If you follow me on Twitter, and you’re new, welcome! I’m glad you’re here.
Anyway, you might have started following ITL due to the scouting news we’ve posted over the past week, and there’s more where that came from. At the same time, there are a few things you need to know that might make the next few weeks a little smoother, especially if your favorite team pops up in one of my tweets.
Changes announced this week have been in the works for weeks, maybe months: I bumped into one of the scouts released this week last fall, at a college football game. He told me then he would probably be out right after the draft. It had nothing to do with his performance, by the way. It was something else entirely, which brings me to my next point.
Scout terminations, more often than not, are related to relationships, not performance: Partly because scouting is so subjective, it’s very hard to measure a scout’s effectiveness. That leads to scouts and executives being hired and fired primarily due to their relationships with the GM or others in leadership positions.
Scouts usually work on two-year contracts: That’s why, sometimes, a new GM will come in and not make many (or any) changes. If all or most of his scouts have a year left on their deals, they might as well spend the year and see who’s good and not so good, then release them with no further obligations.
It takes a while for a scouting department to come together: Scouting departments are a little like an offensive line. They take a little while to mesh, especially if they are working for a first-time GM. This time next year, you might be really, really excited about the players your favorite team has picked. On the other hand, maybe you won’t. If you aren’t, be patient. Things will probably improve.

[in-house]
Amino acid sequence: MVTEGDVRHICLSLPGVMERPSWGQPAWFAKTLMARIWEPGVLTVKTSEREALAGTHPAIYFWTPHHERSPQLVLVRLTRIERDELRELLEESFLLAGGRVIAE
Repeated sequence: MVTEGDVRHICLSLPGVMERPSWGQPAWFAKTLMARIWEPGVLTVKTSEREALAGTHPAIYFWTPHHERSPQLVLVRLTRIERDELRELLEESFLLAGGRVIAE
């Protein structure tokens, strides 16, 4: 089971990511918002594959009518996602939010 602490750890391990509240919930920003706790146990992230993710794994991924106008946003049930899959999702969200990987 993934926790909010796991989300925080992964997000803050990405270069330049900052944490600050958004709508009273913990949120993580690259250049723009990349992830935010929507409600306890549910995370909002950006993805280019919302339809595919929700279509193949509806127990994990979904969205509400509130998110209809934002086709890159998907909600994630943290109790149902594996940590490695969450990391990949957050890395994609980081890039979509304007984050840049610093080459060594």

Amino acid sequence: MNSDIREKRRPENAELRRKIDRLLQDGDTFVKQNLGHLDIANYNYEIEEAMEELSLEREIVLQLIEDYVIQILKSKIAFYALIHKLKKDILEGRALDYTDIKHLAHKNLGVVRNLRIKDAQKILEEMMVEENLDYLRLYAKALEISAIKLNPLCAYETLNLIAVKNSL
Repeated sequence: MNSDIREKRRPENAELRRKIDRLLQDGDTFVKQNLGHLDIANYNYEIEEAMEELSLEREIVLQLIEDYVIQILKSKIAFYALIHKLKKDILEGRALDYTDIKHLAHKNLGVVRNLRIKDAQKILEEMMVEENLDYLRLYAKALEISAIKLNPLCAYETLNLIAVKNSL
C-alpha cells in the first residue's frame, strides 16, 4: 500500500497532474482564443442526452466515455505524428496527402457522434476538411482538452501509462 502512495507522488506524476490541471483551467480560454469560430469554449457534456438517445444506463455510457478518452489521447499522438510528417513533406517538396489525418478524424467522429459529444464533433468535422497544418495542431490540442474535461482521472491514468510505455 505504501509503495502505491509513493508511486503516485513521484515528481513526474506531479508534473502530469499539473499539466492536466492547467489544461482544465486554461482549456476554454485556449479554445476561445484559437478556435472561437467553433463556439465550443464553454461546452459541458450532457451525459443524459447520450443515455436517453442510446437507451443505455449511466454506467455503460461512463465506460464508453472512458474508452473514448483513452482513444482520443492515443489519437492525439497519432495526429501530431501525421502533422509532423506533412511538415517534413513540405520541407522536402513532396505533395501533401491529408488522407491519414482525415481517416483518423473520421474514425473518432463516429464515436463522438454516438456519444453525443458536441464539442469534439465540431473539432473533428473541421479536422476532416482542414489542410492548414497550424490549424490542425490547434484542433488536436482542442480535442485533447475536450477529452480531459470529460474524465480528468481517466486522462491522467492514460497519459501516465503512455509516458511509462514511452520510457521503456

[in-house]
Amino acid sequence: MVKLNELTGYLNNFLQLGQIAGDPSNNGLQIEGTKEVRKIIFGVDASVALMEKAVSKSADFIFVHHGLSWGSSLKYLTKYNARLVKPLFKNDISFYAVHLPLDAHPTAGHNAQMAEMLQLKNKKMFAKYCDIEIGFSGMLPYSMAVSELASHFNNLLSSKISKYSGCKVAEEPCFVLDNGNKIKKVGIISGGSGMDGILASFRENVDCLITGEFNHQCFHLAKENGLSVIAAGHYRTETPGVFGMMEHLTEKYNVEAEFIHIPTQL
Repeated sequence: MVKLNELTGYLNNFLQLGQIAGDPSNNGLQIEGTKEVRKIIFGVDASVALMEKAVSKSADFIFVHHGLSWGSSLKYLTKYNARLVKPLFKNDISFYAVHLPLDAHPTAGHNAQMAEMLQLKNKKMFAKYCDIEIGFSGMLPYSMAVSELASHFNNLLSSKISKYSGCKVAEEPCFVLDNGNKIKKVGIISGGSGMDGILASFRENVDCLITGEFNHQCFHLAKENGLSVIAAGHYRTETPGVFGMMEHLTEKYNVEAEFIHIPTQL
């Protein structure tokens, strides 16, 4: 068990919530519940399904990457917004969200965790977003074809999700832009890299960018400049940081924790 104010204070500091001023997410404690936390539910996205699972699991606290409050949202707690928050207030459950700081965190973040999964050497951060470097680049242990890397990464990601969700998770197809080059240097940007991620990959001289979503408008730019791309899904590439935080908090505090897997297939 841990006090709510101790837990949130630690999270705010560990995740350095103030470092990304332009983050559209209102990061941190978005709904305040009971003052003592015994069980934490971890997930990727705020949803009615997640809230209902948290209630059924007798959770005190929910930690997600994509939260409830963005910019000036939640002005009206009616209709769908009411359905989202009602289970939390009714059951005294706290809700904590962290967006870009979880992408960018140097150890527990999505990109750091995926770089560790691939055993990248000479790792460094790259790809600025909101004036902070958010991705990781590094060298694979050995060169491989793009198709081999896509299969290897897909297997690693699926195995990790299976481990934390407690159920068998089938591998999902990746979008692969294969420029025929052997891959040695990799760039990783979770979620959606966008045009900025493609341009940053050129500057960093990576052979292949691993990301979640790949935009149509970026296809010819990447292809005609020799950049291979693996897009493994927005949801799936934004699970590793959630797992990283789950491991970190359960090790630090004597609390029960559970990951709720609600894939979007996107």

A good QB can really cover for a struggling scouting staff (and a bad one can mask a good scouting staff): Going back the last 10 years, the Patriots didn’t pick in the first round four seasons (2013, 2016, 2017 and 2020), and none of their six picks have gone to the Pro Bowl (according to Wikipedia). It’s been a bit of a rough patch, but because their QBs have been Brady and Jones, they’ve remained a pretty successful franchise. Bottom line, your team’s scouts are probably not as bad (or as good) as you think they are.
At the end of the day, getting to understand why some teams draft well and others don’t takes time. If you’d rather learn more, I recommend my book, Scout Speak, which is loaded with war stories, insights and weighty quotes from dozens of scouts, active and former. It’s a quick read and, I think, a fun one, too. It’s also under $13. Check it out. If you’re not a big reader, it’s also available on Audible.
Still not sold? Register for our newsletter, the Friday Wrap. It’s free, and chock full of information on scouts, agents and the business of football. I think you’ll like it.